Preparing for a coast-to-coast trip in the summer of 2015.
Eleven years ago, in the debut of Left Coast Pilot, I wrote about my experiences flying from California to West Virginia. I’m planning to do that trip again later this year, at my wife’s request—which makes it an appropriate time to review how previous trips went.
Back in 1999, I took a three-week vacation and spent it flying N5142L, a 1967 PA-28-180, from Modesto, Calif. to Parkersburg, W.V. (my parents’ hometown) and back, taking a southerly route over New Mexico, Arizona and Texas. In 2003, I made the same trip—but this time took a more northerly route with a stop to attend AirVenture.
Both times, I started my flight planning over a month before departure. For that first trip back East, I had to send away for a trip kit of paper charts—I got World Aeronautical Charts (WACs) and IFR Enroute charts for the entire route (plus extras to cover possible diversions) and either Sectional or Terminal Area Charts for every place I expected to land, plus approach plates.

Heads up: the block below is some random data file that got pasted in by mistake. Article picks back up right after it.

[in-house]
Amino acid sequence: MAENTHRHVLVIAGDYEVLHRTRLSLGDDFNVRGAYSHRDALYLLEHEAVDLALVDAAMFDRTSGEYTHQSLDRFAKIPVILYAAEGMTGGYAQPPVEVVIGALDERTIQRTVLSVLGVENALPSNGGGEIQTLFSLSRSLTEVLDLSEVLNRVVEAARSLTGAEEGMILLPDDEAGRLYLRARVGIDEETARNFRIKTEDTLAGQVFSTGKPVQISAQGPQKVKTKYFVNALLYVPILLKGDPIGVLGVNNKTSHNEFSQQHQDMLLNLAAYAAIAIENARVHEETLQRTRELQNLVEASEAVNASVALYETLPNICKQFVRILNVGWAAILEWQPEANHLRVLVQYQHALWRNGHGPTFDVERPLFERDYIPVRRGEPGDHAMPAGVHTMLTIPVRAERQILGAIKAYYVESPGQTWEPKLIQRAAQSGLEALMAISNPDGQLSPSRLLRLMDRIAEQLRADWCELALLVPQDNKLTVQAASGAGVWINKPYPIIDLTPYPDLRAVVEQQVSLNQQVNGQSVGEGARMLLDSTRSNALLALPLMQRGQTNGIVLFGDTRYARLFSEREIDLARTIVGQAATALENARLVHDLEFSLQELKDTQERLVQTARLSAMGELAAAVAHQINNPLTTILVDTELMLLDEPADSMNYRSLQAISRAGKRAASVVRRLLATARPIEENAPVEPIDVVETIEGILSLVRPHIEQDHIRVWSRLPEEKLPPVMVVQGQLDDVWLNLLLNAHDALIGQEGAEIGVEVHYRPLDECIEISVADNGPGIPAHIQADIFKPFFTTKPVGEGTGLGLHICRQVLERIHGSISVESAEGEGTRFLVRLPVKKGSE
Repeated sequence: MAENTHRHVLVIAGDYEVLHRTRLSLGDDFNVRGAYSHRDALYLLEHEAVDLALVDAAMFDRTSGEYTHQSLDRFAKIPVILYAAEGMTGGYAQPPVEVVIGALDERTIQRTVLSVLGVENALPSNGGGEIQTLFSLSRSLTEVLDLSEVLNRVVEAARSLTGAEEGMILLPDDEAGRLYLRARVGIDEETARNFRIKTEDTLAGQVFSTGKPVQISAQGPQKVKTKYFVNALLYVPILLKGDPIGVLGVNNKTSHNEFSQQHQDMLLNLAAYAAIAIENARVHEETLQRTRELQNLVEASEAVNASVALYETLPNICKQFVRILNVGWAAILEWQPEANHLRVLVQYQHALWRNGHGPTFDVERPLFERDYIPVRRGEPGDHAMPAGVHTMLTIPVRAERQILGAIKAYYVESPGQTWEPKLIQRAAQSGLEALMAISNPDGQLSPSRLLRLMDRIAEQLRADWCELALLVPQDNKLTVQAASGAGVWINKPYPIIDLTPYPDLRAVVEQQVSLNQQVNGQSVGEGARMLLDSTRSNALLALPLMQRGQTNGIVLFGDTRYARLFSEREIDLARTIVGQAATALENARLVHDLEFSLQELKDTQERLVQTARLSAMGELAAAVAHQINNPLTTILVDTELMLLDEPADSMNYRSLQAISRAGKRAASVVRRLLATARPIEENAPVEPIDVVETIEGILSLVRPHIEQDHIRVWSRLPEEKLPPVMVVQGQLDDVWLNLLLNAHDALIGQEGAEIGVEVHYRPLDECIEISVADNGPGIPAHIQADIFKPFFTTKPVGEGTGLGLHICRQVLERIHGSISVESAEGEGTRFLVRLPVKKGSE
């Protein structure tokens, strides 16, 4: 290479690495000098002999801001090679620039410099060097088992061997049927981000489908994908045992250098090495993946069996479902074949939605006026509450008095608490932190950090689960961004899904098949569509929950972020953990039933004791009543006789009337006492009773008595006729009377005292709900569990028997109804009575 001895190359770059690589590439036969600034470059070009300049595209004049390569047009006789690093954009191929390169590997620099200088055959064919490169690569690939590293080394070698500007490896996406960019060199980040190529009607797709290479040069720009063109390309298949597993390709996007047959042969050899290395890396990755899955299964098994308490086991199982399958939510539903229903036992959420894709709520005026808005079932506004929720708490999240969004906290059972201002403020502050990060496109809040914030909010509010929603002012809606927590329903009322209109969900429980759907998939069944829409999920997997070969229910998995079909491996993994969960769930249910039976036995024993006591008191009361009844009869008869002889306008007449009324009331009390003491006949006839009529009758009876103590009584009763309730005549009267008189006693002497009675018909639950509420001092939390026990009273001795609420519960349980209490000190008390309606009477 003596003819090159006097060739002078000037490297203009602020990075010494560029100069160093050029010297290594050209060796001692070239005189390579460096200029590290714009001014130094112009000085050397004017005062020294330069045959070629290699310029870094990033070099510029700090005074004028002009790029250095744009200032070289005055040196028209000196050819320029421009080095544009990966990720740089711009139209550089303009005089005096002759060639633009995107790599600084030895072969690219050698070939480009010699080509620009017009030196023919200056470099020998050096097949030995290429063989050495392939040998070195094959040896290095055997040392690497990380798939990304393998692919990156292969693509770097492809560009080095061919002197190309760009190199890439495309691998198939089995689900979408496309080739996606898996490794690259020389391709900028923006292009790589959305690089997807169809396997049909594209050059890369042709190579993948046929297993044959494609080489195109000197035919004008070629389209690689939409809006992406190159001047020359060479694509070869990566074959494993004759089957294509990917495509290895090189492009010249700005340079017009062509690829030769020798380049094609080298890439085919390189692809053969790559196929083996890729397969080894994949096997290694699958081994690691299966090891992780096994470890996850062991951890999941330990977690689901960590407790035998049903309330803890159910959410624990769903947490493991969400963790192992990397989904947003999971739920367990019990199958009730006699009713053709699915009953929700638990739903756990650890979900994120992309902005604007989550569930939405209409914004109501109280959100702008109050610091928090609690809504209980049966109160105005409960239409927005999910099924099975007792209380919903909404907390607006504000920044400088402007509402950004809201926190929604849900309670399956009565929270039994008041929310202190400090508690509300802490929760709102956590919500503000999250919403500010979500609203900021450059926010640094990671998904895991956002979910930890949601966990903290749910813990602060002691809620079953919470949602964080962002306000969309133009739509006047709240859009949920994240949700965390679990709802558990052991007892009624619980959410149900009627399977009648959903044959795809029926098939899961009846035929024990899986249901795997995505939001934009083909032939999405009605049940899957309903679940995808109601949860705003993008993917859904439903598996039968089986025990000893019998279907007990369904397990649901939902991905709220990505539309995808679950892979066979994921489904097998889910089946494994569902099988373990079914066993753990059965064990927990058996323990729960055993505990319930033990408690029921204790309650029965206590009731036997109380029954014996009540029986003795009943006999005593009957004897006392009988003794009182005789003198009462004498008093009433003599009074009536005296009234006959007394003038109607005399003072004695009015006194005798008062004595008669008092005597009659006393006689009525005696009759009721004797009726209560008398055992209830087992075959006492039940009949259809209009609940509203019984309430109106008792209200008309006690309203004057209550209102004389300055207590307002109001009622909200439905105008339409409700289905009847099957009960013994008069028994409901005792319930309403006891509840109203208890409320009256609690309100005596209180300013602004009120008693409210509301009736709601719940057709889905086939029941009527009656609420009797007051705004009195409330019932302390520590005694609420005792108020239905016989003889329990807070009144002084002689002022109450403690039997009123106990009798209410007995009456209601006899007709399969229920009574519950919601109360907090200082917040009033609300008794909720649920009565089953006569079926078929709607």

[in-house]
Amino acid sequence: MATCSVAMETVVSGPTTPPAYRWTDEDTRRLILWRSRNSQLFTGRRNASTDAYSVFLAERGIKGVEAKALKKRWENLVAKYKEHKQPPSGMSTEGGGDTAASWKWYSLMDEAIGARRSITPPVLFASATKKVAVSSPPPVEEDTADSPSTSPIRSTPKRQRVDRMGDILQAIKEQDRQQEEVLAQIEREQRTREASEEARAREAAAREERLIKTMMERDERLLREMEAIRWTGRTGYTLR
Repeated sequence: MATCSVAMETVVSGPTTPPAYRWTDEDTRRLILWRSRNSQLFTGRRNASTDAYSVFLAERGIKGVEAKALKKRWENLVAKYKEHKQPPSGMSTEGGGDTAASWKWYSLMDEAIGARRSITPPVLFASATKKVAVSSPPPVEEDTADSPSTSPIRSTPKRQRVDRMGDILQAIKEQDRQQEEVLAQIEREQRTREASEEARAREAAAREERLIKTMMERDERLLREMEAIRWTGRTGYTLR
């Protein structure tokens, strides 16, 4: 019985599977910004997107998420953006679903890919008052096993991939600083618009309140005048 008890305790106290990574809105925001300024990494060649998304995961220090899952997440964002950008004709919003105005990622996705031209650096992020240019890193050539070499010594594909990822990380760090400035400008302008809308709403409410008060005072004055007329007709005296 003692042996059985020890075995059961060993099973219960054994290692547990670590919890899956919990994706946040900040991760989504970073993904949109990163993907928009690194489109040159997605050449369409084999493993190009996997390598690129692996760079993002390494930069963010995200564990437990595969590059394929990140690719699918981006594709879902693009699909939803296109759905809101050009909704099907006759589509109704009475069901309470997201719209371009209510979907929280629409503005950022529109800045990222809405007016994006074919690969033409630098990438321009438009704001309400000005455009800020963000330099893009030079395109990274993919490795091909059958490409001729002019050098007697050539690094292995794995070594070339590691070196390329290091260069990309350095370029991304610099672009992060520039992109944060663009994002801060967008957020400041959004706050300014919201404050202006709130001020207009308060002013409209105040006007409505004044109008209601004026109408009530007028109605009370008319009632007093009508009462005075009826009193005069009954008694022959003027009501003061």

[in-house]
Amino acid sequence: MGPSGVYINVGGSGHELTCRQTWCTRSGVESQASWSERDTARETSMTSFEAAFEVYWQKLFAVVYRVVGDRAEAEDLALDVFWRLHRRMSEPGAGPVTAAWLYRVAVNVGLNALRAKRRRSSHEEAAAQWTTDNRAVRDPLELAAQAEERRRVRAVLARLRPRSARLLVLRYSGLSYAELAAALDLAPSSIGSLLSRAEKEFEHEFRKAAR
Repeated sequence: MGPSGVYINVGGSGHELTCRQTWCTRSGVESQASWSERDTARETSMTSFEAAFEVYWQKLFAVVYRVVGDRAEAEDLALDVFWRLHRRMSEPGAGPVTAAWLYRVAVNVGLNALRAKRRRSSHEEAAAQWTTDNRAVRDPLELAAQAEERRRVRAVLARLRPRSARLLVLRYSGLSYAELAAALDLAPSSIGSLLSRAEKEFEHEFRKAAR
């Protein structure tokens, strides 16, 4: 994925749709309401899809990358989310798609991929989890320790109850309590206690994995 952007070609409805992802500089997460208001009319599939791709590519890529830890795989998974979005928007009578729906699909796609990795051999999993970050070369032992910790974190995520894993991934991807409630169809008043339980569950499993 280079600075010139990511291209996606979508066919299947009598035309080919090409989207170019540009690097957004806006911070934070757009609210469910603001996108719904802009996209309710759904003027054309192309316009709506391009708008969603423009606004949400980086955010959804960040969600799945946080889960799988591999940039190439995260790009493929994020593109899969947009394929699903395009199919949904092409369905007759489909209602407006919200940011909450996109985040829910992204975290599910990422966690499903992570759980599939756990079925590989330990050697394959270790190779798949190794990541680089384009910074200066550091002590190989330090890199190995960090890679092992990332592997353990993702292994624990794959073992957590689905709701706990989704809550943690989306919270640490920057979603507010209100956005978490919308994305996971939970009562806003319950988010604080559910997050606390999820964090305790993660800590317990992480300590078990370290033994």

The charts alone filled one of my bags, and a ritual at each overnight stop was sorting through them to find the charts I’d need for the next leg. One major problem was that all of my IFR charts expired during the trip, so I would check in at FBOs and pilot shops along the way, buying new charts when I could find them.
In 2003, I had a slightly more sophisticated setup. I was flying a 1973 PA-28R-200, and I’d just bought a Motion Computing M1200 Tablet PC, which was sort of an early version of what Microsoft now sells as the Surface tablet. I had Jeppesen’s JeppView and FliteMap software installed on the tablet, which gave me an electronic database containing the equivalent of all the paper charts I carried back in 1999.
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